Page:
If the British can do it, then the Yanks can do it as well. So after the news that the British government would privatize a large portion of the Royal Mail hit, talks of privatizing the U. S. Postal Service (USPS) resurfaced. The real reasons behind the push, however, might have to do with the company’s real estate portfolio.
On the surface, the rationale about efficiency makes sense. “To become efficient and self-sustaining, the Postal Service should be separated from government,” R. Richard Geddes, visiting scholar from the American Enterprise Institute (AEI), said before the U.S. Senate Committee on Homeland Security recently.
While a privatization would take a huge problem off the hands of the Federal government, the private sector too has large interests at stake. This includes the main competitors like United Parcel Service Inc. (UPS), Federal Express Corp., and Pitney Bowes Inc.
A leaner USPS could take some business away from FedEx and UPS or, alternatively, the private companies could take over business segments or other assets from USPS.
But given the recent bad financial performance, USPS would have a difficult time making it to the stock market. So why the push for privatization?
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A recent article in the Huffington Post discusses an American Enterprise Institute (AEI) plan, written in 2011. According to the article, the AEI plan is to make USPS look worse than it is. It should appear like “the USPS is obsolete and doomed, and [that] taxpayers’ interests have to be protected by getting it off the government’s books as soon as possible.”
Real Estate the Real Reason
The AEI plan, however, also points out that the real estate owned by USPS is of great value.
“Privatizing the USPS has the potential of being one of history’s biggest—and most profitable—real estate deals ever,” it said.
As of 2010, USPS owned 8,621 properties with interior space measuring close to 200 million square feet as well as close to a billion square feet of land.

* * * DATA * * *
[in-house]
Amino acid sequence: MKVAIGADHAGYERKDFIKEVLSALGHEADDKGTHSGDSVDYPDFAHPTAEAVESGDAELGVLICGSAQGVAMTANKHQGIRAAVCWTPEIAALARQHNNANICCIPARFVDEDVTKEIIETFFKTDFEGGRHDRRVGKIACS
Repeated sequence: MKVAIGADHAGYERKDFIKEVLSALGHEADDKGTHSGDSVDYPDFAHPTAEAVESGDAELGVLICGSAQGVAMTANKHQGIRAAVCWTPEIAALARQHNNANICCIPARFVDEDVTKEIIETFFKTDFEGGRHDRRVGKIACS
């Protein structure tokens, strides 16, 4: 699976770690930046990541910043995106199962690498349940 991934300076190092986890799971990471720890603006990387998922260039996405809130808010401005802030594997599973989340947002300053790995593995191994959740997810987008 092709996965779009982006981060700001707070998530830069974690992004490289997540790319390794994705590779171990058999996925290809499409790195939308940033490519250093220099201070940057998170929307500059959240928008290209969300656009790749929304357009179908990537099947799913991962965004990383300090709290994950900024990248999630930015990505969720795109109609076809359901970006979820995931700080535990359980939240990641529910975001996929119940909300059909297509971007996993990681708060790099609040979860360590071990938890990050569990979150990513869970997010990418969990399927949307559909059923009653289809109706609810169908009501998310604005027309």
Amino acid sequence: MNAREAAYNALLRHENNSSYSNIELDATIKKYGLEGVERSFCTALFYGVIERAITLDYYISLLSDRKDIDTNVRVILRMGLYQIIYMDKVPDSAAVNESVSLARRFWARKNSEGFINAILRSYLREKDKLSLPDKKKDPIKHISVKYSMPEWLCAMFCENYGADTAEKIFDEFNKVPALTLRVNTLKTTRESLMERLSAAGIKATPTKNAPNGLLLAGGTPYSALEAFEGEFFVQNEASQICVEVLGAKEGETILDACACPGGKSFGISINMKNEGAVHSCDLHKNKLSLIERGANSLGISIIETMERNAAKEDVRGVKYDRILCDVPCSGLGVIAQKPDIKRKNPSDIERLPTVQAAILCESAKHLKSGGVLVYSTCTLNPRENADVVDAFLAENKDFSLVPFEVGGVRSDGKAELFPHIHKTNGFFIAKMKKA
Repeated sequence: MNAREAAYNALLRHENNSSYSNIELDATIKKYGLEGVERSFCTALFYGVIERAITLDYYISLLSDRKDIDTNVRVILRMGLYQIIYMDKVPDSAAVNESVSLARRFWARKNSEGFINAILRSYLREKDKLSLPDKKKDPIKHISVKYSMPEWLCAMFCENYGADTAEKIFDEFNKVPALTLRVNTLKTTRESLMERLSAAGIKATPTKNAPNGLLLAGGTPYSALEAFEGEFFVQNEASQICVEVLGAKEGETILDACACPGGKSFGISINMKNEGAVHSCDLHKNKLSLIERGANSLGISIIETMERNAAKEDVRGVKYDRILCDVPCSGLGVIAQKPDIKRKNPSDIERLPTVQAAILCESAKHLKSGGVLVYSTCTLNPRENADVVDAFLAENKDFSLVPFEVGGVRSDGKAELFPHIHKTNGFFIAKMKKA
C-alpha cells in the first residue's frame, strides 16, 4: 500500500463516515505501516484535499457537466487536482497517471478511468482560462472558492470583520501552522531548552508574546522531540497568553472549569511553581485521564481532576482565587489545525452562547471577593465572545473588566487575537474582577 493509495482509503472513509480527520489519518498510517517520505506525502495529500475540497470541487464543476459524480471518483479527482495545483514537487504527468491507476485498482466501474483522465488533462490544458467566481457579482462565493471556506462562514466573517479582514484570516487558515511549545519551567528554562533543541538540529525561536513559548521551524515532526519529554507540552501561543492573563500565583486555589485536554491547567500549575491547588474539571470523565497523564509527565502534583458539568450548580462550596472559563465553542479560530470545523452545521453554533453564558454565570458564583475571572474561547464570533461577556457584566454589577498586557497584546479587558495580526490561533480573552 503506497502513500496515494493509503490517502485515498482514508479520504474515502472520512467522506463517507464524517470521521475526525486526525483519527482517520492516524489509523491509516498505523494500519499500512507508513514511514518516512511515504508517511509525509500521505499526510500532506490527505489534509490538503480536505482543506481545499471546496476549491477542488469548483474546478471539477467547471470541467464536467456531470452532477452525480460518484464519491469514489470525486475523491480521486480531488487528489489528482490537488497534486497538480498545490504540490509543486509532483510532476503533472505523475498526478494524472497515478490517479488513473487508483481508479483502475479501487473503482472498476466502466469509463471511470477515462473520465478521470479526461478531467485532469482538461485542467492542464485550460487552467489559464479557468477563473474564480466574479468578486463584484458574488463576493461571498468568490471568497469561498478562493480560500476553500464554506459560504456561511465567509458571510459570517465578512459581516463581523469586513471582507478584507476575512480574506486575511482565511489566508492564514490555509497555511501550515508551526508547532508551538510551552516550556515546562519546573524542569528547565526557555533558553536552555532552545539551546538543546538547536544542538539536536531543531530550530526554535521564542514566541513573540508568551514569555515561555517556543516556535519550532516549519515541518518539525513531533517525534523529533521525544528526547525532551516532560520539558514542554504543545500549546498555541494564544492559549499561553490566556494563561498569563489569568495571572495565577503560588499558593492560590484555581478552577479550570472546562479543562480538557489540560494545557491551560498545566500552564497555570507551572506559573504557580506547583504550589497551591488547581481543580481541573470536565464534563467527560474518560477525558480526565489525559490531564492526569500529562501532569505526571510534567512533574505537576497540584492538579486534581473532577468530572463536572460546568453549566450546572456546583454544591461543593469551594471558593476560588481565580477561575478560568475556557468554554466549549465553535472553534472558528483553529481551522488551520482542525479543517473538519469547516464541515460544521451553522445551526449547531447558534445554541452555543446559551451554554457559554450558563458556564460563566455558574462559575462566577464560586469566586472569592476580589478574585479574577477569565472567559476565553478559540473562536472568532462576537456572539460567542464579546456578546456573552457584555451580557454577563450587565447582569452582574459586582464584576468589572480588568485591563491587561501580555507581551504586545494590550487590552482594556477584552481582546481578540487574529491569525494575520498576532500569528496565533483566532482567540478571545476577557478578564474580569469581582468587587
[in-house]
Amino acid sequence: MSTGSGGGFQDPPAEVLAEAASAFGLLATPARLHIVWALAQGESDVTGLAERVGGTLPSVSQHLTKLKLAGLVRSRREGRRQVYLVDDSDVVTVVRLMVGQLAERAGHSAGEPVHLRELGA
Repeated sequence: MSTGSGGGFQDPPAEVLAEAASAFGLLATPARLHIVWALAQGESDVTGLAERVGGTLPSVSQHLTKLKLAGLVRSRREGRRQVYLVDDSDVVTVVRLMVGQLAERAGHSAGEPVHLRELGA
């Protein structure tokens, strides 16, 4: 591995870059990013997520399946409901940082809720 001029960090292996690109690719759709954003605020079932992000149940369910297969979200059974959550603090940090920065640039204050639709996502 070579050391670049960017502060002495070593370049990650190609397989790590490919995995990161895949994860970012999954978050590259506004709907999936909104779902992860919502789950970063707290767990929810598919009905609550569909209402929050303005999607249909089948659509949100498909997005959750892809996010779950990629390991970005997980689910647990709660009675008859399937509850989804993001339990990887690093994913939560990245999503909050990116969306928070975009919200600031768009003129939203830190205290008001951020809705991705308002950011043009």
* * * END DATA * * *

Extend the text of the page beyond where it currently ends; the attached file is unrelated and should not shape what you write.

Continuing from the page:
The majority of the owned real estate is located at prime locations in almost every large city and many suburban areas in the United States. In 2010, the market value of these properties was estimated at more than $27 billion by AEI.
The true market value of the properties owned by USPS is not known however, as its properties have not been appraised for a long time, or may never have been appraised. According to the unaudited USPS 2013 third-quarter financial report, buildings were valued at $24.5 billion and land at $2.9 billion.
How to Do It
The Huffington Post article discusses a scenario in how a private–investor owned company would deal with the real estate. For example, once USPS was privatized, the company would be divided into an operating and a real-estate company.
The company, which owns the real estate would create different types of investment vehicles, such as “real estate investment trusts … or even limited partnerships—each appealing to a specific subset of investors,” said the Huffington Post article.
Next, some of the properties would be leased to USPS, which would decrease the tax expense of the real estate firm, because leases are tax deductible. But, at the same time it would be part of the operating expenses of the privatized USPS.
Who Would Benefit
“U.S. Senator Dianne Feinstein’s husband sells post offices to his friends, cheap,” reads the subtitle of the book “Going Postal” by Peter Byrne’s, an investigative reporter.
Richard C. Blum, Sen. Feinstein’s husband, is owner and chairman of CBRE Group Inc., which is the largest commercial real estate services firm worldwide.
CBRE has already been awarded the exclusive contract to sell USPS real estate properties. Since then, the sale of USPS real estate has been marred with conflict of interest issues. Byrne discovered a government audit of Blum’s contract, which has been hidden in archives and cannot be found on the Internet at this time.
According to Byrne, CBRE has violated over and over again its contractual agreement with USPS by selling the postal properties at far below fair market value to companies close to CBRE, which benefited from the lower selling price.
If the company goes private, the tendency to sell off its assets at low prices could accelerate. The taxpayer, who ultimately paid for the buildup of the assets, will then lose out.
Restructuring Could Be Enough
Others suggest deregulation could be sufficient.
“The Postal Service doesn’t receive any direct federal subsidies, but Congress still controls many of its major decisions. Economists argue that deregulating USPS would allow it to branch out and become more competitive,” states a recent RedState article.
Surprisingly, USPS could still be a financially viable company, according to a 2013 Motley Fool article. The article argues that the biggest part of the losses comes from pension provisions, which no other federal agency has to fund.
According to World of Workers, the American Legislative Exchange Council (ALEC), a right-wing ultra-conservative organization, is responsible for the enactment of the Postal Accountability and Enhancement Act of 2006. This act requires USPS to put $5.5 billion into a pension health care fund yearly, something that is not required of any other government agency.
“The simple truth is that the postal service is a fundamentally sound business, though not without its challenges. If you look closely, you’ll see a concerted campaign to drive USPS out of business, despite the fact that it operates without government subsidies and, potentially, at a profit. It’s being subjected to a politically manufactured crisis in order to ram through drastic change,” said the Motley Fool article.